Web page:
Salt farmers harvesting salt, Pak Thale, Ban Laem, Phetchaburi, Thailand (Photo credit: Wikipedia)
For years, the federal government has advised Americans that they are eating too much salt, and that this excess contributes yearly to the deaths of tens of thousands of people.
But unknown to many shoppers urged to buy foods that are “low sodium” and “low salt,” this longstanding warning has come under assault by scientists who say that typical American salt consumption is without risk.
Moreover, according to studies published in recent years by pillars of the medical community, the low levels of salt recommended by the government might actually be dangerous.
“There is no longer any valid basis for the current salt guidelines,” said Andrew Mente, a professor at McMaster University in Ontario and one of the researchers involved in a major study published last year by the New England Journal of Medicine. “So why are we still scaring people about salt?” MORE
AUSTRALIAN researchers have been astonished to discover a cure-all right under their noses -- a honey sold in health food shops as a natural medicine.
Far from being an obscure health food with dubious healing qualities, new research has shown the honey kills every type of bacteria scientists have thrown at it, including the antibiotic-resistant "superbugs" plaguing hospitals and killing patients around the world.
Some bacteria have become resistant to every commonly prescribed antibacterial drug. But scientists found that Manuka honey, as it is known in New Zealand, or jelly bush honey, as it is known in Australia, killed every bacteria or pathogen it was tested on.
It is applied externally and acts on skin infections, bites and cuts.
The honey is distinctive in that it comes only from bees feeding off tea trees native to Australia and New Zealand, said Dee Carter, from the University of Sydney's School of Molecular and Microbial Biosciences.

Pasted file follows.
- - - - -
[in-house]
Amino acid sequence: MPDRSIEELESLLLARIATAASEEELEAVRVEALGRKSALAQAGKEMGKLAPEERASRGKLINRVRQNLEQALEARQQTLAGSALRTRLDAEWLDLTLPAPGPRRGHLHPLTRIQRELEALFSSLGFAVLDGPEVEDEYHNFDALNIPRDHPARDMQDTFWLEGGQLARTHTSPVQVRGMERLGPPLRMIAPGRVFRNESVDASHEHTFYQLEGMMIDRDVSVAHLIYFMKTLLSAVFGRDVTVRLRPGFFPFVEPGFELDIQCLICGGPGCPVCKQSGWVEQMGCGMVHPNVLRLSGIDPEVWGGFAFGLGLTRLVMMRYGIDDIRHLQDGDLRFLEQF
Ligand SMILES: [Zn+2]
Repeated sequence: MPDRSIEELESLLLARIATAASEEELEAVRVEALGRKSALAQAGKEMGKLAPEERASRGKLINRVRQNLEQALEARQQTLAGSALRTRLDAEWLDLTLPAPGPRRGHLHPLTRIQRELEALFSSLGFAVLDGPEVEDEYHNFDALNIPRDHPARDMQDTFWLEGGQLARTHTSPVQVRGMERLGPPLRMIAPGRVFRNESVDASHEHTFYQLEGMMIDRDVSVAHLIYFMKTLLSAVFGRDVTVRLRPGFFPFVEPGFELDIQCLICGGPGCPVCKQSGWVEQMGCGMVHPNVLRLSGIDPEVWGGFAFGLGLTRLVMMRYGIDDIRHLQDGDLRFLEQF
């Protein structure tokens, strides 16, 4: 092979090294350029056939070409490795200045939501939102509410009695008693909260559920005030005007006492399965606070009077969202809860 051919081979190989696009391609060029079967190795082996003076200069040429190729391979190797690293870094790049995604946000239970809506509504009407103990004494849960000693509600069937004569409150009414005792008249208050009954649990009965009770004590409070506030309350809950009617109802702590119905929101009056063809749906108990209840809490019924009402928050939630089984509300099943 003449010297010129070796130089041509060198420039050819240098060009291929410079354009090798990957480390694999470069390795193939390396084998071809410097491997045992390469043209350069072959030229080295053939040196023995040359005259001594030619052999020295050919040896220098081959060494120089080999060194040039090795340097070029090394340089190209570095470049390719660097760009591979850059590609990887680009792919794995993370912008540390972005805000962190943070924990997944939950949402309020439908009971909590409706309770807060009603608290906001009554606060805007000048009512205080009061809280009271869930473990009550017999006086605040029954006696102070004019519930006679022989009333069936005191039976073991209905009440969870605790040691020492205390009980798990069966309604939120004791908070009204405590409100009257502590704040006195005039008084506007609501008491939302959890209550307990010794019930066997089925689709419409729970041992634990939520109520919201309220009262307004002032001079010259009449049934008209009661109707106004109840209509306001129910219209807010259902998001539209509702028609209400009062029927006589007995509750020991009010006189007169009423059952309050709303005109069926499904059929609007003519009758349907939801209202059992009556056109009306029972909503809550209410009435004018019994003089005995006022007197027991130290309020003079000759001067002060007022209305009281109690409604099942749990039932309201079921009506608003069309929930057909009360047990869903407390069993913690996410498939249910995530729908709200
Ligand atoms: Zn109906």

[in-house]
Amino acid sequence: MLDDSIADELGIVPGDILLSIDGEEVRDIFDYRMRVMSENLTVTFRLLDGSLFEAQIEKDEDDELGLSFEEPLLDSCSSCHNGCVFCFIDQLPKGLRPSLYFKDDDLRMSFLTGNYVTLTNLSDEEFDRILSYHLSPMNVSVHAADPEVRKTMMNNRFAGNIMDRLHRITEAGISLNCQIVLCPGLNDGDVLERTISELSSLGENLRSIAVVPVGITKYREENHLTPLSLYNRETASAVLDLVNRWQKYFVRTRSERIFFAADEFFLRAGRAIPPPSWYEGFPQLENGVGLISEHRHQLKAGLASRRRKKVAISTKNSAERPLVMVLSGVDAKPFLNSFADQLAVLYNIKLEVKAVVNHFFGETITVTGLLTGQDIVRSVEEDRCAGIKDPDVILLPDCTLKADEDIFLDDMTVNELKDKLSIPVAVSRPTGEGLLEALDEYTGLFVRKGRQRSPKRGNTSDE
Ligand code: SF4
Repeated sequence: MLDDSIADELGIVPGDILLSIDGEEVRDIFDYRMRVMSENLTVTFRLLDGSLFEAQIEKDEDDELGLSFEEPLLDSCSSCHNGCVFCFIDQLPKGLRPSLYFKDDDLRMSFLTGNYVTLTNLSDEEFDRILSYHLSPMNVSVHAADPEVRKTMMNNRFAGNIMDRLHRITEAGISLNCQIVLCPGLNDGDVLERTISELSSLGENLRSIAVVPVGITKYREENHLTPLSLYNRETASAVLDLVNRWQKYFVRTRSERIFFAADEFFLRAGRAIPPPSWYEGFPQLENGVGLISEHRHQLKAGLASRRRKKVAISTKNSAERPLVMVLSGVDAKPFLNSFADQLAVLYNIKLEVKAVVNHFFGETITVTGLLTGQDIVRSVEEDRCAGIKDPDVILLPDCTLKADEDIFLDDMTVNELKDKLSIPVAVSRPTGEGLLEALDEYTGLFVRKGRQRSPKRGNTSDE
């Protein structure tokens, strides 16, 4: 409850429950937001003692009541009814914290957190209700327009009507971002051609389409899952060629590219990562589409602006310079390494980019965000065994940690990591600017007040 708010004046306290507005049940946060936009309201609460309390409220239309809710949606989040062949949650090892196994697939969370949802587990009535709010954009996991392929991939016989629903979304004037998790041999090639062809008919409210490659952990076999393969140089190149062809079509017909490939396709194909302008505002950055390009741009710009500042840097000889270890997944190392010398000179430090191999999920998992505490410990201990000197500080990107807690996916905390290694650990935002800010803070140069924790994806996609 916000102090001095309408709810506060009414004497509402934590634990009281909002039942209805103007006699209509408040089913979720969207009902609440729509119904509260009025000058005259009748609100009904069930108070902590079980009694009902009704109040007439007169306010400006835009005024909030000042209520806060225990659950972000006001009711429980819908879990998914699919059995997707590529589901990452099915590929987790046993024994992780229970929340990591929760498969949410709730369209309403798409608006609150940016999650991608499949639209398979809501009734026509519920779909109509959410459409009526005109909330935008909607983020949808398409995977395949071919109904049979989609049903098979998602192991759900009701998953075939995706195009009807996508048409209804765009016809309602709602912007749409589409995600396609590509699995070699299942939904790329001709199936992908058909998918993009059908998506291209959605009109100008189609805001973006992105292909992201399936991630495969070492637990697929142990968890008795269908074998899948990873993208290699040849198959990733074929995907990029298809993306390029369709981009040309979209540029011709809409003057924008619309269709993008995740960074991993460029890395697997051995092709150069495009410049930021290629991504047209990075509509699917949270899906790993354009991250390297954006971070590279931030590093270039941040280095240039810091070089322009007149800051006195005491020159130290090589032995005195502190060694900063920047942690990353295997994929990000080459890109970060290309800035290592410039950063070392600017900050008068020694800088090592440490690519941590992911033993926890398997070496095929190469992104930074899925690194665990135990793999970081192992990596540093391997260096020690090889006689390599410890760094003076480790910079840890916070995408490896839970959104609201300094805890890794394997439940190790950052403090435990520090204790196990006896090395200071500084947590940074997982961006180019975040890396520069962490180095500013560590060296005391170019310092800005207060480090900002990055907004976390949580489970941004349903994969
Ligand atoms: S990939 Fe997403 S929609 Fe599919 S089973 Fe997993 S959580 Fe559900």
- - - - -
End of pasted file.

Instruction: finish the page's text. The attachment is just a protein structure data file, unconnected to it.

While Congress plans a hearing on Feb. 3 concerning the contamination of Flint, Michigan's water supply with lead, it has yet to address another health crisis: the possibility — some even say the likelihood — that autism is caused by childhood vaccines.
Autism now strikes one out of every 45 children in every city and community in every state in the United States. "Autism is rising at an exponential rate," says nationally known holistic doctor David Brownstein.
"The same U.S. House Oversight and Government Reform Committee has failed to schedule hearings about another health crisis — whether or not the current childhood vaccination schedule, including the MMR vaccine given before 36 months of age causes autism," says Dr. Brownstein.
Several studies have found no link between autism and the MMR vaccine, including a 2015 study funded by the National Institutes of Health. The study, which tracked 95,000 children, found no link between autism and the MMR (measles, mumps, and rubella) vaccine.
DEA Acting Administrator Chuck Rosenberg today announced results from the 2015 National Drug Threat Assessment (NDTA), which found that drug overdose deaths are the leading cause of injury death in the United States, ahead of deaths from motor vehicle accidents and firearms. In 2013, more than 46,000 people in the United States died from a drug overdose and more than half of those were caused by prescription painkillers and heroin. These are 2013 numbers, so let’s compare to other causes of death in the United States, according to the Centers for Disease Control.